Neil Percival Young (born November 12, 1945) is a Canadian singer-songwriter who is widely regarded as one of the most influential musicians of his generation. Young was born in Toronto, but moved to the family home of Winnipeg as a child, which is where his music career began. Young began performing as a solo artist in Canada in 1960, before moving to California in 1966, where he co-founded the band Buffalo Springfield along with Stephen Stills and Richie Furay, and later joined Crosby, Stills & Nash as a fourth member in 1969 (forming Crosby, Stills, Nash & Young). He forged a successful and acclaimed solo career, releasing his first album in 1968; his career has since spanned over 40 years and 34 studio albums, with a continual and uncompromising exploration of musical styles.
According to Don't Be Denied Songfacts, the 16-year-old Neil was raising chickens and selling the eggs, with plans to go to Ontario Agricultural College and be a farmer. Only his leisure activities foretold his future, when he would hide from his family problems in his room with his transistor radio playing local station CHUM. From this, Young learned admiration for Chuck Berry, Little Richard, Jerry Lee Lewis, and of course Elvis Presley. In 1958, his father bought Neil his first music instrument, a plastic ukulele. His father would later recall, "He would close the door of his room... and we would hear plunk, pause while he moved his fingers to the next chord, plunk, pause while he moved again, plunk."
In Winnipeg, Manitoba, Canada, Neil started his professional music career in the mid-1960s with a number of bands in Canada, including the Squires and later the Mynah Birds, which also included fellow future Buffalo Springfield bassist Bruce Palmer and future funk star Rick James. When the Mynah Birds broke up, Young and Palmer headed to California to meet Stephen Stills, whom he had met in Thunder Bay, and the result was Buffalo Springfield. That band split up after three albums, and Neil soon started his solo career with the release of Neil Young November 12, 1968. The album did not do very well commercially, but included several strong tracks, including "The Loner", said to be a portrait of Stephen Stills. On May 14, 1969 he recruited Crazy Horse and made the critically acclaimed Everybody Knows This Is Nowhere. This was a much more consistent album, the first to introduce longstanding collaborators Crazy Horse, and built around the balanced interplay between the guitars of Young, and the talented Danny Whitten. The album also featured two lengthy classics, "Down by the River" and "Cowgirl in the Sand". The critically acclaimed solo album "After the Gold Rush" came out in 1971, featuring such classic songs as "Southern Man'", "Only Love Can Break Your Heart" and "Don't Let it Bring You Down". Harvest followed in 1972 with the hit"Heart of Gold".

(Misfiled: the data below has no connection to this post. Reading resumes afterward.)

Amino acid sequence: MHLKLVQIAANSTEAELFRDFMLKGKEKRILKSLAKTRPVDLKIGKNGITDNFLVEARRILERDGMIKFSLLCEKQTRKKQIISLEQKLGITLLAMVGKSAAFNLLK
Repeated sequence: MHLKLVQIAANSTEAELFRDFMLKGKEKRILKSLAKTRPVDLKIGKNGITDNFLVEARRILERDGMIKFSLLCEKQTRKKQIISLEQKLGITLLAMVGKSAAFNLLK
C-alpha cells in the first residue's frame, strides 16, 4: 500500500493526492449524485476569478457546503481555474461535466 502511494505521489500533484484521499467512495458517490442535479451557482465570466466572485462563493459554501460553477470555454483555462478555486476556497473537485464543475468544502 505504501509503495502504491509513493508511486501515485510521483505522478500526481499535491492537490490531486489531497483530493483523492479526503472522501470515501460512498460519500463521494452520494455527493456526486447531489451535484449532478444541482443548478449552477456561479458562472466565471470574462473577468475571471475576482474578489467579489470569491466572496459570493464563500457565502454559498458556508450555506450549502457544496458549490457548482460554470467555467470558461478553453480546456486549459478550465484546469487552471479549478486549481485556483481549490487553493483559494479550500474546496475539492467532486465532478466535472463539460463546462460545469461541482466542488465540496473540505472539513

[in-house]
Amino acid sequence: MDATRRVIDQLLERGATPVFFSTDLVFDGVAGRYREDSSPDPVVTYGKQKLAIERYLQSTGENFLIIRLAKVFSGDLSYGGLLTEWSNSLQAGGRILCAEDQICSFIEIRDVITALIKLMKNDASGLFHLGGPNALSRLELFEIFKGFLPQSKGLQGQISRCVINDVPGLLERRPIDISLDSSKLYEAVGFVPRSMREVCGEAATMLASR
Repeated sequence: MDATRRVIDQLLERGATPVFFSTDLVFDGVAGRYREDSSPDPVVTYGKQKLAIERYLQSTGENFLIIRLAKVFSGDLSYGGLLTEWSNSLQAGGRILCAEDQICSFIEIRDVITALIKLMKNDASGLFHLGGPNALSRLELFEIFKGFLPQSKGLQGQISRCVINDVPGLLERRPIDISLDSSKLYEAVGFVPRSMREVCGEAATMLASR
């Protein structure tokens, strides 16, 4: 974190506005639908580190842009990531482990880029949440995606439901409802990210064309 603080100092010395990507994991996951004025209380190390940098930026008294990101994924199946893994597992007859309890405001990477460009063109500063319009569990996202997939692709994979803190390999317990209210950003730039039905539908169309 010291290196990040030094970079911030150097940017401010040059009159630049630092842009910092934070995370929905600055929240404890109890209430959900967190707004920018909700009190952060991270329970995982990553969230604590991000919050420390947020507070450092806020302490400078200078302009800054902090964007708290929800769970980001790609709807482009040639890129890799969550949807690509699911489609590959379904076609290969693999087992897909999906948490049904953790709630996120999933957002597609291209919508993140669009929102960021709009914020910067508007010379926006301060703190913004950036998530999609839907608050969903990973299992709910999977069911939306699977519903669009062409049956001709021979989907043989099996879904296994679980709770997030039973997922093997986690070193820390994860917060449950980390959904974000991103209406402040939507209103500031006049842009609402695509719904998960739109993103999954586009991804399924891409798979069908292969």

During this time he also enjoyed considerable success as a quarter of Crosby, Stills, Nash & Young.
Neil's subsequent work has zig-zagged across genres - dabbling in country rock on "Old Ways"; electronics on "Trans"; hooking up with the Shocking Pinks in a homage to old-time Rock 'n' Roll on "Everybody's Rockin'"; creating a wall of feedback on the live Arc-Weld; and cementing his status as Godfather of grunge when collaborating with Pearl Jam on Mirror Ball.
His idiosyncratic approach to genre even led to him being sued by his record company (Geffen) in the 80s for making "uncharacteristic" music.
Young has also dabbled in film, most recently on the album/concert series/dvd Greendale.
66 years and still going strong the very special and often strange Neil Young keeps on making music. His latest release is “Le Noise”.
The film Canadian Bacon includes the line "Canadians are always trying to figure out a lot of ways to ruin our lives. The metric system, for the love of God! Celsius! Neil Young!"
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